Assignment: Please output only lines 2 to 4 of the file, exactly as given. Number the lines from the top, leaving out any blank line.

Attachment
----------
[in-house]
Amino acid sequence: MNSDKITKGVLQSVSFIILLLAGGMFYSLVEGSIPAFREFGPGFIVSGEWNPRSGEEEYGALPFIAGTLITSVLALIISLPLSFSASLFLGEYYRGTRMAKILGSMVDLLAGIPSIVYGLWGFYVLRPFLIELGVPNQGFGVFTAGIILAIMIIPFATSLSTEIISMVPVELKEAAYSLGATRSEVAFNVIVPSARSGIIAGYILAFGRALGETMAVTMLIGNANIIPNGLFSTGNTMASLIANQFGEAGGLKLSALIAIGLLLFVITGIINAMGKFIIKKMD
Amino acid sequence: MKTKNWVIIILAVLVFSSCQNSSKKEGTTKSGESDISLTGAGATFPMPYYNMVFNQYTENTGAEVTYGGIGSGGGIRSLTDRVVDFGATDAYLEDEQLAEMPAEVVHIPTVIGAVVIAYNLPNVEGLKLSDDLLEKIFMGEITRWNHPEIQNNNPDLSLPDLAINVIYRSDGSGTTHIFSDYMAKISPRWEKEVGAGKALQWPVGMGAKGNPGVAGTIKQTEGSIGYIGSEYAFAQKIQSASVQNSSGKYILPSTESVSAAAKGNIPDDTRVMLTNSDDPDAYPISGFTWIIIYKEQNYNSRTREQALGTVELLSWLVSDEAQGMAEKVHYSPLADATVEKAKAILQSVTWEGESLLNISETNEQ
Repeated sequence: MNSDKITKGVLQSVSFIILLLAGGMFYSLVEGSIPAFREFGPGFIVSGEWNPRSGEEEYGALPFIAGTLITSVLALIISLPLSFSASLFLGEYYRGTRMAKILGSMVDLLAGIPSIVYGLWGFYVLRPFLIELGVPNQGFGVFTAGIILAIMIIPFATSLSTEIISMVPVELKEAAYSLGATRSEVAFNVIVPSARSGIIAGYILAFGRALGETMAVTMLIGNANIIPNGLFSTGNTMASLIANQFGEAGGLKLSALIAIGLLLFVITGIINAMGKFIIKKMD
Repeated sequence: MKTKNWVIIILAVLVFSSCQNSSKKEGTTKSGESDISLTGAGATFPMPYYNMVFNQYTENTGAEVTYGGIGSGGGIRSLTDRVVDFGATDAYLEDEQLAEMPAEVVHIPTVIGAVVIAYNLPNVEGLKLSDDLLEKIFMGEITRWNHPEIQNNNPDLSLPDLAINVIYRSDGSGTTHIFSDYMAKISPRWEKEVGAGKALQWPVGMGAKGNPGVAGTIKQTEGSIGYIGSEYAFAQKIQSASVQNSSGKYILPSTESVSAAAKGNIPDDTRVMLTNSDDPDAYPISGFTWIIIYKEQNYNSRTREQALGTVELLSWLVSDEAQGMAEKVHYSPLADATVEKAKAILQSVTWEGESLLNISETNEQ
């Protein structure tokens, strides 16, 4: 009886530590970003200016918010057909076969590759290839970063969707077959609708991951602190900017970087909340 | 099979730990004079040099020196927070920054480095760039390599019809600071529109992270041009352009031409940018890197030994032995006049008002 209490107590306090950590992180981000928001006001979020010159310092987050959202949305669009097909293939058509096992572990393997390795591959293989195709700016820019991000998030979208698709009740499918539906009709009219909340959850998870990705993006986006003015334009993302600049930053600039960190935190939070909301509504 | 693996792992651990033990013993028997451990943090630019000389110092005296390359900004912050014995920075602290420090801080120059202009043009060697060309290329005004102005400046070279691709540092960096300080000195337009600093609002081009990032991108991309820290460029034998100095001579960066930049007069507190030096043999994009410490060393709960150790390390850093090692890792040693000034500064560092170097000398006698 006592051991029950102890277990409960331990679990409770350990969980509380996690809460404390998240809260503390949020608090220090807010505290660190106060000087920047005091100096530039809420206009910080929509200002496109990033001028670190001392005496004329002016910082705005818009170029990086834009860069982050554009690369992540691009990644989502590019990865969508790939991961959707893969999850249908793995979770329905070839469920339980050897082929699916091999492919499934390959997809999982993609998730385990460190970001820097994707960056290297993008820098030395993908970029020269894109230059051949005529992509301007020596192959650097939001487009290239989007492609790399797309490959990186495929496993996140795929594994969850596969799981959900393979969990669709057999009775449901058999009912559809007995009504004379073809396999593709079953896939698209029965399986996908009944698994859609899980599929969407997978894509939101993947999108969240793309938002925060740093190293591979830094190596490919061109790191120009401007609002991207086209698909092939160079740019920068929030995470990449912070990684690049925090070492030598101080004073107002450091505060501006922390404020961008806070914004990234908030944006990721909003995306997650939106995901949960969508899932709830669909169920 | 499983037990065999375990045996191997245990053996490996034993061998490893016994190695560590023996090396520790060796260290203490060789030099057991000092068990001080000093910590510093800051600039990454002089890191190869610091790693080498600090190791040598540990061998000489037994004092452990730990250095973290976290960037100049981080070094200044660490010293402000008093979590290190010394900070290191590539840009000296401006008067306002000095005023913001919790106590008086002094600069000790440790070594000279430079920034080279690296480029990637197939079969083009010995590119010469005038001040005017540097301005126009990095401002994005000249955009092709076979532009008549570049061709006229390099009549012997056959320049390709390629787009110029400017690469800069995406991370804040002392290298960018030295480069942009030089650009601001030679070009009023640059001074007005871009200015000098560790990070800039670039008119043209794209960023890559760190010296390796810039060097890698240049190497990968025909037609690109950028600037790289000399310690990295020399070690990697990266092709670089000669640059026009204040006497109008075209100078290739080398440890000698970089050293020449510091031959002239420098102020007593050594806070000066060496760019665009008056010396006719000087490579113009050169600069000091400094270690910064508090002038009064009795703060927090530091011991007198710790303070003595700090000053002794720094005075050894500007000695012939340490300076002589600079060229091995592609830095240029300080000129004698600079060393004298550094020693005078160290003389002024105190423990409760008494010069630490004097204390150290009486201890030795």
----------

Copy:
Amino acid sequence: MNSDKITKGVLQSVSFIILLLAGGMFYSLVEGSIPAFREFGPGFIVSGEWNPRSGEEEYGALPFIAGTLITSVLALIISLPLSFSASLFLGEYYRGTRMAKILGSMVDLLAGIPSIVYGLWGFYVLRPFLIELGVPNQGFGVFTAGIILAIMIIPFATSLSTEIISMVPVELKEAAYSLGATRSEVAFNVIVPSARSGIIAGYILAFGRALGETMAVTMLIGNANIIPNGLFSTGNTMASLIANQFGEAGGLKLSALIAIGLLLFVITGIINAMGKFIIKKMD
Amino acid sequence: MKTKNWVIIILAVLVFSSCQNSSKKEGTTKSGESDISLTGAGATFPMPYYNMVFNQYTENTGAEVTYGGIGSGGGIRSLTDRVVDFGATDAYLEDEQLAEMPAEVVHIPTVIGAVVIAYNLPNVEGLKLSDDLLEKIFMGEITRWNHPEIQNNNPDLSLPDLAINVIYRSDGSGTTHIFSDYMAKISPRWEKEVGAGKALQWPVGMGAKGNPGVAGTIKQTEGSIGYIGSEYAFAQKIQSASVQNSSGKYILPSTESVSAAAKGNIPDDTRVMLTNSDDPDAYPISGFTWIIIYKEQNYNSRTREQALGTVELLSWLVSDEAQGMAEKVHYSPLADATVEKAKAILQSVTWEGESLLNISETNEQ
Repeated sequence: MNSDKITKGVLQSVSFIILLLAGGMFYSLVEGSIPAFREFGPGFIVSGEWNPRSGEEEYGALPFIAGTLITSVLALIISLPLSFSASLFLGEYYRGTRMAKILGSMVDLLAGIPSIVYGLWGFYVLRPFLIELGVPNQGFGVFTAGIILAIMIIPFATSLSTEIISMVPVELKEAAYSLGATRSEVAFNVIVPSARSGIIAGYILAFGRALGETMAVTMLIGNANIIPNGLFSTGNTMASLIANQFGEAGGLKLSALIAIGLLLFVITGIINAMGKFIIKKMD